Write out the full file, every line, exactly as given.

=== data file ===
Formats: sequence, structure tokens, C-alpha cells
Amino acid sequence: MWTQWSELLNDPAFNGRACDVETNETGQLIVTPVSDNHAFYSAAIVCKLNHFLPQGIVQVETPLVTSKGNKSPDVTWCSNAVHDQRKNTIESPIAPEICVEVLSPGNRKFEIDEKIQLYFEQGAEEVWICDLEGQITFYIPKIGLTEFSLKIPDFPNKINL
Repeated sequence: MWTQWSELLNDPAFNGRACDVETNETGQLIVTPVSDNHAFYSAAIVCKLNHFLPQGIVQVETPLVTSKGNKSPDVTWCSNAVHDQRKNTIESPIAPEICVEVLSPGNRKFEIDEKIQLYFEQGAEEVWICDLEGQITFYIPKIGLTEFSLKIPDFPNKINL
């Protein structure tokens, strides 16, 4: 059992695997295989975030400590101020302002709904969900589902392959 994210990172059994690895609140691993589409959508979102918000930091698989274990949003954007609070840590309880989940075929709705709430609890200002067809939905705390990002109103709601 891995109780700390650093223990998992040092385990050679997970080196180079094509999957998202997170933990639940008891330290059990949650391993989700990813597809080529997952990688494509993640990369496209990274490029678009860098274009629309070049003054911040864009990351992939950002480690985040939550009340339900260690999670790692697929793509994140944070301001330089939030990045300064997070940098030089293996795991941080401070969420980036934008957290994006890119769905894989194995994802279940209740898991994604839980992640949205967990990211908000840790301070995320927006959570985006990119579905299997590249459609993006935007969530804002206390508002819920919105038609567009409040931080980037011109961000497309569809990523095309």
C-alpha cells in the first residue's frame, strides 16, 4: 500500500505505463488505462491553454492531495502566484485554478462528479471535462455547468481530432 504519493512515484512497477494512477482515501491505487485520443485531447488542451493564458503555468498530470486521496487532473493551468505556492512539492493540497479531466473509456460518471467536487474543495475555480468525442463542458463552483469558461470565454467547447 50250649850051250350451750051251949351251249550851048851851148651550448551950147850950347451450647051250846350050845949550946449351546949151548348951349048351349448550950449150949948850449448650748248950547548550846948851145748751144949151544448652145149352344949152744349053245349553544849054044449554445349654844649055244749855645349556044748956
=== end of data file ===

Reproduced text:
Formats: sequence, structure tokens, C-alpha cells
Amino acid sequence: MWTQWSELLNDPAFNGRACDVETNETGQLIVTPVSDNHAFYSAAIVCKLNHFLPQGIVQVETPLVTSKGNKSPDVTWCSNAVHDQRKNTIESPIAPEICVEVLSPGNRKFEIDEKIQLYFEQGAEEVWICDLEGQITFYIPKIGLTEFSLKIPDFPNKINL
Repeated sequence: MWTQWSELLNDPAFNGRACDVETNETGQLIVTPVSDNHAFYSAAIVCKLNHFLPQGIVQVETPLVTSKGNKSPDVTWCSNAVHDQRKNTIESPIAPEICVEVLSPGNRKFEIDEKIQLYFEQGAEEVWICDLEGQITFYIPKIGLTEFSLKIPDFPNKINL
């Protein structure tokens, strides 16, 4: 059992695997295989975030400590101020302002709904969900589902392959 994210990172059994690895609140691993589409959508979102918000930091698989274990949003954007609070840590309880989940075929709705709430609890200002067809939905705390990002109103709601 891995109780700390650093223990998992040092385990050679997970080196180079094509999957998202997170933990639940008891330290059990949650391993989700990813597809080529997952990688494509993640990369496209990274490029678009860098274009629309070049003054911040864009990351992939950002480690985040939550009340339900260690999670790692697929793509994140944070301001330089939030990045300064997070940098030089293996795991941080401070969420980036934008957290994006890119769905894989194995994802279940209740898991994604839980992640949205967990990211908000840790301070995320927006959570985006990119579905299997590249459609993006935007969530804002206390508002819920919105038609567009409040931080980037011109961000497309569809990523095309």
C-alpha cells in the first residue's frame, strides 16, 4: 500500500505505463488505462491553454492531495502566484485554478462528479471535462455547468481530432 504519493512515484512497477494512477482515501491505487485520443485531447488542451493564458503555468498530470486521496487532473493551468505556492512539492493540497479531466473509456460518471467536487474543495475555480468525442463542458463552483469558461470565454467547447 50250649850051250350451750051251949351251249550851048851851148651550448551950147850950347451450647051250846350050845949550946449351546949151548348951349048351349448550950449150949948850449448650748248950547548550846948851145748751144949151544448652145149352344949152744349053245349553544849054044449554445349654844649055244749855645349556044748956